Welcome to the forum and congratulations on your new business adventure!
Your original question and your comment are a little confusing. I guess you are open to both starting a new business and buying an existing business. Both require totally different avenues when deciding which is best. Maybe you could tell us a little bit about your experiences so far.
As far as business brokers are concerned, let your fingers do the walking. The internet and the yellow pages maybe able to offer you a lead. I agree that word of mouth in this case might be best. Maybe someone on our forum can help you.
Whether you buy an existing store or start one, align yourself with a solid distributor. They can offer you good advice. You want someone that will partner up with you for marketing and product offering. You can google for distributors in your area.
Go visit the stores that you think are the best in the area (you are in WAWA Country) and ask yourself if you can emulate them? can you beat them? why would people come to you rather than someone else?
I would also think that the location has to be a primary consideration. If an existing store is in a great location, expect to see robust sales. If you are selcting a new site, select carefully.
Buying an existing business has certain advantages surely. And from your posting, you seem to understand the value of representation. If it helps, I can provide you a referral and potential acquisition targets. Contact me at your convenience.
Sorry for tuning in on this so late.
As an Operational-Cost Accountant, I see this a lot and especially in the retail industry. There are pros and cons to consider when buying a company. Many buyers simply assume that because the company is unprofitable, it is a bad buy. But the exact inverse exists as well -- just because it is profitable, makes it a good buy.
The truth is, you have to look at the external factors that exists. If a company is profitable because it does a horrible job of tracking its bills -- then its a misrepresentation. Brokers will not check this as they are not accountants; and the accountants they work with specialize in acquisition and merger -- not audits.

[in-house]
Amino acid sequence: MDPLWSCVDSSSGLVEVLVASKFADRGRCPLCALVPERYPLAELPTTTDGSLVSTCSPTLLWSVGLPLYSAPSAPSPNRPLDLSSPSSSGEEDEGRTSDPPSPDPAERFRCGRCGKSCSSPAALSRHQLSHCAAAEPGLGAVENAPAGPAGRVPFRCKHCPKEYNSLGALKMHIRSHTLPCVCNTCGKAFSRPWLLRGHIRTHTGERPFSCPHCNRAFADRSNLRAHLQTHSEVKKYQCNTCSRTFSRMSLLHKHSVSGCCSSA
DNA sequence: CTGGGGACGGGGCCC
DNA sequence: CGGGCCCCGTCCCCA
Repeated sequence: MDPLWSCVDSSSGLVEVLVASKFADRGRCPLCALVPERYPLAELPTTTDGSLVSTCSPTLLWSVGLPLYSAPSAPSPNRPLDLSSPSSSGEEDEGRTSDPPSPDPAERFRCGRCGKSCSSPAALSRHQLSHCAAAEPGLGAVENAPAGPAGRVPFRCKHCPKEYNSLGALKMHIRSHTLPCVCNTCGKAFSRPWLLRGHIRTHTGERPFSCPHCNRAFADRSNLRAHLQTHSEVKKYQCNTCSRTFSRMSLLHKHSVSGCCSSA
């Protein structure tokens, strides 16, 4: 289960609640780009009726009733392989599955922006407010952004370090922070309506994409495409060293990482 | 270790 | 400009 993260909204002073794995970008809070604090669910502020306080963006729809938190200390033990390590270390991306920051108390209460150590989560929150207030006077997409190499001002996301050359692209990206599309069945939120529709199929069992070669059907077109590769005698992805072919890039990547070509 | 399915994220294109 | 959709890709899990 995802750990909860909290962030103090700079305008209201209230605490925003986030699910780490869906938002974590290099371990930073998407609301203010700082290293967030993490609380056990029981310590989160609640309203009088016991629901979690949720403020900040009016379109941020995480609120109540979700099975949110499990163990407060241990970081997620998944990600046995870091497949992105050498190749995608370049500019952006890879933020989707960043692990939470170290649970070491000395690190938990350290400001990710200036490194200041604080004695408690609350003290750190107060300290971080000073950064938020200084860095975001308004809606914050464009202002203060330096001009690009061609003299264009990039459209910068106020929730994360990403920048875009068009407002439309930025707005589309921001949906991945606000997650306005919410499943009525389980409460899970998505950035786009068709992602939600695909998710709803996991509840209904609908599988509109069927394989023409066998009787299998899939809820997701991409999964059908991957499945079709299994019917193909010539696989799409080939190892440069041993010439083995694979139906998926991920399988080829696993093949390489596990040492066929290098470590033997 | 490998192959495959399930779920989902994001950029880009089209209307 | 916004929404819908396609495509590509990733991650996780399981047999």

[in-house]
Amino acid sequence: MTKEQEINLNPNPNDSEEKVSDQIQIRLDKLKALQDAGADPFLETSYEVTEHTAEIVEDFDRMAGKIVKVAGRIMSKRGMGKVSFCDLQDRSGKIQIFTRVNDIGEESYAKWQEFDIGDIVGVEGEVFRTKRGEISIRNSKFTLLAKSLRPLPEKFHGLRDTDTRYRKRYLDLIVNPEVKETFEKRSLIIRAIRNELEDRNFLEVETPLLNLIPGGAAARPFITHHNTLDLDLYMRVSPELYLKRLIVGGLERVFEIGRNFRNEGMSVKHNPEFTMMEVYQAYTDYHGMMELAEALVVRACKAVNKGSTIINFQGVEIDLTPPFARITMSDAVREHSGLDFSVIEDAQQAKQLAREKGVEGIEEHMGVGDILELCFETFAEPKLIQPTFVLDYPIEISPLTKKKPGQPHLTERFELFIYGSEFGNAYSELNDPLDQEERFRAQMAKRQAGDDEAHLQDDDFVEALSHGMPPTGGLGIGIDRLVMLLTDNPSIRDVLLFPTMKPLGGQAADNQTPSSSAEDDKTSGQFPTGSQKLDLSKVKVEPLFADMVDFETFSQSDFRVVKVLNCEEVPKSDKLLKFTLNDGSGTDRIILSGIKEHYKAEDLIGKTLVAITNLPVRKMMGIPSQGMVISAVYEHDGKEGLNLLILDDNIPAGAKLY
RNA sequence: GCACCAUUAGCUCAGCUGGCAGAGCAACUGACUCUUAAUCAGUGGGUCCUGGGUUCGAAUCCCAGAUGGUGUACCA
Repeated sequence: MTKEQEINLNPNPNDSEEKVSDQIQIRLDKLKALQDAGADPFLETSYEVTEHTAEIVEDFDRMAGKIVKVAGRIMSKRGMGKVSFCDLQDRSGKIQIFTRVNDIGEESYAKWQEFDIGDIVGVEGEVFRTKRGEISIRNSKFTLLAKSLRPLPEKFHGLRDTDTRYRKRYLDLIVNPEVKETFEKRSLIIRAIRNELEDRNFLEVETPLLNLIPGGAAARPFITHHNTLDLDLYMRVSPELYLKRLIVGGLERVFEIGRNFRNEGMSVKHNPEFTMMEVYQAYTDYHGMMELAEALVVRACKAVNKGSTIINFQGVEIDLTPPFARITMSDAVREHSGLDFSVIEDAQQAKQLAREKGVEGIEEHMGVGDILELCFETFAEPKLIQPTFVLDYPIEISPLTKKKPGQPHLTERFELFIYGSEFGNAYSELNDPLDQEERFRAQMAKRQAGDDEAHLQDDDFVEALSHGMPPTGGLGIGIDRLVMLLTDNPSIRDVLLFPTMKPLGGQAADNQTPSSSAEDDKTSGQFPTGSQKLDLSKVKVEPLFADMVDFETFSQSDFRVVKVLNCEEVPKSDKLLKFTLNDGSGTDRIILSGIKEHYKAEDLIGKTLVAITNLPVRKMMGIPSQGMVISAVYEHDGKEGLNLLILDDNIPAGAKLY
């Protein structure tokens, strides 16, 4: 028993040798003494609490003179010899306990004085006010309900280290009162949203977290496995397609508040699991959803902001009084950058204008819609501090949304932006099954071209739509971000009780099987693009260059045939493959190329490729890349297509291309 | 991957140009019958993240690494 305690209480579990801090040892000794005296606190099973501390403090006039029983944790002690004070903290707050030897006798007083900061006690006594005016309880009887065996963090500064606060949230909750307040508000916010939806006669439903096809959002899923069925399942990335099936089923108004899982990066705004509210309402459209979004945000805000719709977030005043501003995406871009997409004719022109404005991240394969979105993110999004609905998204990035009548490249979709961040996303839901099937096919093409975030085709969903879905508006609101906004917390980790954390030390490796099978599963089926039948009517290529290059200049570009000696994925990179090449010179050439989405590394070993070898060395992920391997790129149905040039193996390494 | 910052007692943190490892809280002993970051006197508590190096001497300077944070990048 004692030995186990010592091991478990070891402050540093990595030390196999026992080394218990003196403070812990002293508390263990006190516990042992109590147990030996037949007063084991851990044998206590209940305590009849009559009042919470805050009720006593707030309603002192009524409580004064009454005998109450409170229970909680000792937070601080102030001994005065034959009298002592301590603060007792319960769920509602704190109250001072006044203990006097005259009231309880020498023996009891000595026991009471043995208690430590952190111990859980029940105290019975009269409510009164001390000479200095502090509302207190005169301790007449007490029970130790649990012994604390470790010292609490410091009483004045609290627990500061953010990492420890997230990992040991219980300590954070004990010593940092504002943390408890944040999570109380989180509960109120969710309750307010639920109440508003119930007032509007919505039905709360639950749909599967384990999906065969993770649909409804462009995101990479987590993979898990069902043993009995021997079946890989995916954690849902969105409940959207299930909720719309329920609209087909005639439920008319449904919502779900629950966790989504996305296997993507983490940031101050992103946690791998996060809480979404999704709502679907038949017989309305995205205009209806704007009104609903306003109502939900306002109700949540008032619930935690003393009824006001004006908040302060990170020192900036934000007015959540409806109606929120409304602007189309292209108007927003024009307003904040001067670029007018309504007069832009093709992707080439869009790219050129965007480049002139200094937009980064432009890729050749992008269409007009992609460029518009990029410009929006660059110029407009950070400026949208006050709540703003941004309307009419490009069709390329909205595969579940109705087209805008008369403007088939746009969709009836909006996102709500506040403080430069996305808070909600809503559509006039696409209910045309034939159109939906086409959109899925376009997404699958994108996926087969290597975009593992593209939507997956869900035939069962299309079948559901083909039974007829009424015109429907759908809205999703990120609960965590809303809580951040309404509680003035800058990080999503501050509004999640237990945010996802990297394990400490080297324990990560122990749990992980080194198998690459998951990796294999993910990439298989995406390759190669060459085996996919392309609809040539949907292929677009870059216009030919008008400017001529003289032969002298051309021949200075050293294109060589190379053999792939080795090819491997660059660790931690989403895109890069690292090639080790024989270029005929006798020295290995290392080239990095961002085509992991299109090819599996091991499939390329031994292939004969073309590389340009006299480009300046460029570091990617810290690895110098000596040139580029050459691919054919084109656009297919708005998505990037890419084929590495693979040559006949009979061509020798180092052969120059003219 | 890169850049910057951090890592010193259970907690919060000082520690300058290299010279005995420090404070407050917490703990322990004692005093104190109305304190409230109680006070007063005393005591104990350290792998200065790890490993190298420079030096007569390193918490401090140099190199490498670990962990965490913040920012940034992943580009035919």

The second thing you face is what relationship the listed business had with its vendors and distributors. If it left a smoking trail of ruins and late payments -- you will be inheriting that when you buy the company. So it could leave just as much of a headache and out of pocket expenses as starting a new company.
Finally, you need to look at the costs & quality of the products being sold. Many of my clients come in and see high retail price and they say "I can cut that by fifty cents, I can attract new customers". As an accountant, I see that cut as a potential danger zone because it could cause a "cost-cash crunch".
Meaning, you cut costs to increase cash flow -- but the cash flow is insufficient to cover your expenses so you keep digging yourself into a deeper hole each time you sell an item.
With all of that said, I am not discouraging you from buying a business. But I do think you need to be extremely cautious of what is being sold and why. Do your homework, understand the economic law of "mass economics", and if you can sell items at a higher price and still attract customers.
As for vendors and distributors -- most of them will find you. But wine is always a great place to start as they are connected with almost everybody. So look up a local wine bar -- go in and ask them about the store for sale. Their suppliers and vendors might know why it is being sold -- and of course, they will give you good referrals.
I hope this helps. Let me know if you run into anymore snags.